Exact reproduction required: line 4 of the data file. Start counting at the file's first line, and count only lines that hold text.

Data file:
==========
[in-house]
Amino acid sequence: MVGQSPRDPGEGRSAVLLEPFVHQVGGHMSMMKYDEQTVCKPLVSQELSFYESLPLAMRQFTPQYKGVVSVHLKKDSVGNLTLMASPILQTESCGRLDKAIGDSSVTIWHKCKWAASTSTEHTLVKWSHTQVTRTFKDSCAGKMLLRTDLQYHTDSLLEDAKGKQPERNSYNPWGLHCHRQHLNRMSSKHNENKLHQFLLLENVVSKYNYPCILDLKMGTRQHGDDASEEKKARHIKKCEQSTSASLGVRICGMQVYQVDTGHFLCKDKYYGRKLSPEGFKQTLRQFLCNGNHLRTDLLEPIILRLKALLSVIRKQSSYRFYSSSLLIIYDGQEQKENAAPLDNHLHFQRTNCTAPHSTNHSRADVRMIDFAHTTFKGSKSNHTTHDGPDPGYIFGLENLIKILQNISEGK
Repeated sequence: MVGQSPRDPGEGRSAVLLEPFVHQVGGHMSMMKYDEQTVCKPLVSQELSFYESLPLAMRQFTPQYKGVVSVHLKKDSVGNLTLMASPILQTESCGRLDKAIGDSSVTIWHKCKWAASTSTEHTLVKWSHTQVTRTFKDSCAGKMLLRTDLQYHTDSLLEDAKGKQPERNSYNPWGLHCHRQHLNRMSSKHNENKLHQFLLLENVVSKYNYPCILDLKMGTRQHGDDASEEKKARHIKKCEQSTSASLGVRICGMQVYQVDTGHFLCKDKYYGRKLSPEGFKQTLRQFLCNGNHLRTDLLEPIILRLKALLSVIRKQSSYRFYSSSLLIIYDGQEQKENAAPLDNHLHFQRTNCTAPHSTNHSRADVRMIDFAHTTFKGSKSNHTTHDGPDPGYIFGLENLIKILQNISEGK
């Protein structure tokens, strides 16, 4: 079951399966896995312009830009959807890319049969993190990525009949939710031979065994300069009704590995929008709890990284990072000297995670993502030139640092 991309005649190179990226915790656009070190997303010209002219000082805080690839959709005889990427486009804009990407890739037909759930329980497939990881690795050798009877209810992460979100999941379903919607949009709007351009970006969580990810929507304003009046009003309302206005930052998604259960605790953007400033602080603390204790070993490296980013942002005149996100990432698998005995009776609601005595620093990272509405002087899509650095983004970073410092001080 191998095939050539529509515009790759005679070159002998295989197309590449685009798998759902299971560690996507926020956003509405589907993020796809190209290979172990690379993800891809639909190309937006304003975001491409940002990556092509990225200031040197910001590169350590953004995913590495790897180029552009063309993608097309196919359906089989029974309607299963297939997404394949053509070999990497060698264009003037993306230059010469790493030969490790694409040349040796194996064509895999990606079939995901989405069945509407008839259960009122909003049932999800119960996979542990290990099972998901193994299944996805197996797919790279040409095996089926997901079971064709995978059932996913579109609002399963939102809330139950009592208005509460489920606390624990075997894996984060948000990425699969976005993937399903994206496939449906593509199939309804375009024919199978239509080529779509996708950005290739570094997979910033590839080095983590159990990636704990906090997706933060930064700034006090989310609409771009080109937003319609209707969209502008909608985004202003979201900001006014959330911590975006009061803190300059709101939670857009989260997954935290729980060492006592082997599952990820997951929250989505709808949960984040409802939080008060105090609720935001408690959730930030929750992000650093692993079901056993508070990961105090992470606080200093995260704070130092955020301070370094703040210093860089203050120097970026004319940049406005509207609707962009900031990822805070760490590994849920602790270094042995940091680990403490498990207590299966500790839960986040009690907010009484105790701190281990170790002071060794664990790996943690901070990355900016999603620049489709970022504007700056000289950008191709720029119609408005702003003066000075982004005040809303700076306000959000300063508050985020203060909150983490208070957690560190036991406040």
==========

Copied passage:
């Protein structure tokens, strides 16, 4: 079951399966896995312009830009959807890319049969993190990525009949939710031979065994300069009704590995929008709890990284990072000297995670993502030139640092 991309005649190179990226915790656009070190997303010209002219000082805080690839959709005889990427486009804009990407890739037909759930329980497939990881690795050798009877209810992460979100999941379903919607949009709007351009970006969580990810929507304003009046009003309302206005930052998604259960605790953007400033602080603390204790070993490296980013942002005149996100990432698998005995009776609601005595620093990272509405002087899509650095983004970073410092001080 191998095939050539529509515009790759005679070159002998295989197309590449685009798998759902299971560690996507926020956003509405589907993020796809190209290979172990690379993800891809639909190309937006304003975001491409940002990556092509990225200031040197910001590169350590953004995913590495790897180029552009063309993608097309196919359906089989029974309607299963297939997404394949053509070999990497060698264009003037993306230059010469790493030969490790694409040349040796194996064509895999990606079939995901989405069945509407008839259960009122909003049932999800119960996979542990290990099972998901193994299944996805197996797919790279040409095996089926997901079971064709995978059932996913579109609002399963939102809330139950009592208005509460489920606390624990075997894996984060948000990425699969976005993937399903994206496939449906593509199939309804375009024919199978239509080529779509996708950005290739570094997979910033590839080095983590159990990636704990906090997706933060930064700034006090989310609409771009080109937003319609209707969209502008909608985004202003979201900001006014959330911590975006009061803190300059709101939670857009989260997954935290729980060492006592082997599952990820997951929250989505709808949960984040409802939080008060105090609720935001408690959730930030929750992000650093692993079901056993508070990961105090992470606080200093995260704070130092955020301070370094703040210093860089203050120097970026004319940049406005509207609707962009900031990822805070760490590994849920602790270094042995940091680990403490498990207590299966500790839960986040009690907010009484105790701190281990170790002071060794664990790996943690901070990355900016999603620049489709970022504007700056000289950008191709720029119609408005702003003066000075982004005040809303700076306000959000300063508050985020203060909150983490208070957690560190036991406040």